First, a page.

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Mohau Modisakeng


Galerie Ron Mandos,  Amsterdam

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Mohau Modisakeng
18 min 49 s
Format & Technical

Three channel video installation, colour
10 + 2 AP

Dada is key to understanding the aggressively present moment – mechanised, post-industrial, warring – in which art occupies a difficult and thankless place. For no matter how much one might fetishise art, perceive it as some grail, it remains a wounded creature answerable to the perversities of our time. Fracking is one – the brutal shapeshifting of the earth which humans have for centuries deemed a norm. Our narcissistic technological inventions – or rather fantasies – are no different: We have made a business out of hurting the earth and hurting ourselves.

Mohau Modisakeng’s video work dramatizes this ill-gotten vanity. The story operates as a metaphor for Man’s greed, obsession, and self-hatred – for no abuse of the earth comes out of self-love. In Modisakeng’s case, this self-hatred is compounded by colonialism – the White Man’s ability to further divide himself against himself, against a projected other within himself, the Black man, slave, worker.

Modisakeng’s films, however, are not treatises, protests, attitudes, but gnomic events. We, the viewers, adrift in an aimless and puerile world, who attend counter-cultural ‘progressive’ events, now find ourselves caught up in a history we thought we’ve forgotten. Or a history we thought we could manage. Colonialism or Industrialisation, however, cannot be so coolly managed. We are all somehow caught up in its perpetual nightmare – It is there in the media we fetishise, there in the exploitative and cruel history of Capital.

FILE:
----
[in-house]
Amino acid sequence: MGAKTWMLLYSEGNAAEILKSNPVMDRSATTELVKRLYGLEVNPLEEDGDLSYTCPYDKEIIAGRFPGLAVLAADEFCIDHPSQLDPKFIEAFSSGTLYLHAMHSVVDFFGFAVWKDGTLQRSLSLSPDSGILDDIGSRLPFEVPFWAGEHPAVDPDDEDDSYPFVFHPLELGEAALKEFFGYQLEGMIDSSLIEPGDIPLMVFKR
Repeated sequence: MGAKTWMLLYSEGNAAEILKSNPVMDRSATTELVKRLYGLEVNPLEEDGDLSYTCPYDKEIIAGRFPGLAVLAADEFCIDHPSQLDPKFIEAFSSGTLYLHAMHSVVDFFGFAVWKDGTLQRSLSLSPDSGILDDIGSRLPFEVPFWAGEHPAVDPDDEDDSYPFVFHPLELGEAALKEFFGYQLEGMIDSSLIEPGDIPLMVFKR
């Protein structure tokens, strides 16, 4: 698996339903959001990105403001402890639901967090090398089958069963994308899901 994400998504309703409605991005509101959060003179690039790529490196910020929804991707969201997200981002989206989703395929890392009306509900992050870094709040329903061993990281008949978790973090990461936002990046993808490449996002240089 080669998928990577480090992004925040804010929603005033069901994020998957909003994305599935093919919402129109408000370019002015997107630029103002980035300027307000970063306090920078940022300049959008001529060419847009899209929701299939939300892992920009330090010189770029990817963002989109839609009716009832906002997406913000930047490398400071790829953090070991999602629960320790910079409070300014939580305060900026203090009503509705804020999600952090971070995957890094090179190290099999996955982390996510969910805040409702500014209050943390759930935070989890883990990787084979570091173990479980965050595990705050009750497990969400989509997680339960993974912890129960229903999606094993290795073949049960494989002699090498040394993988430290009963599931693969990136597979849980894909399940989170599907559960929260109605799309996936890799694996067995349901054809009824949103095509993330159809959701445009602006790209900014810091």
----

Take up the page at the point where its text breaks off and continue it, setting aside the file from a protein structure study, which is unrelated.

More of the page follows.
Modisakeng’s challenge – the challenge of a latter-day narcissist shaped by new media – is to find a more enigmatic means to tell a familiar story – the story of mining and its human, psychic, and spiritual cost. And so we find the artist caught between worlds, haunted.

What Modisakeng has shown us is not only the visible horror of indentured labour but its psychic undertow – the human and spiritual cost of such an ungodly abuse of life…[1]

Ashraf Jamaal

[1] This text is a reworking of Occupation, an essay first published by Watiftheworld in the book Mohau Modisakeng, celebrating the artist’s Standard Bank Artist of the Year Award for 2016.




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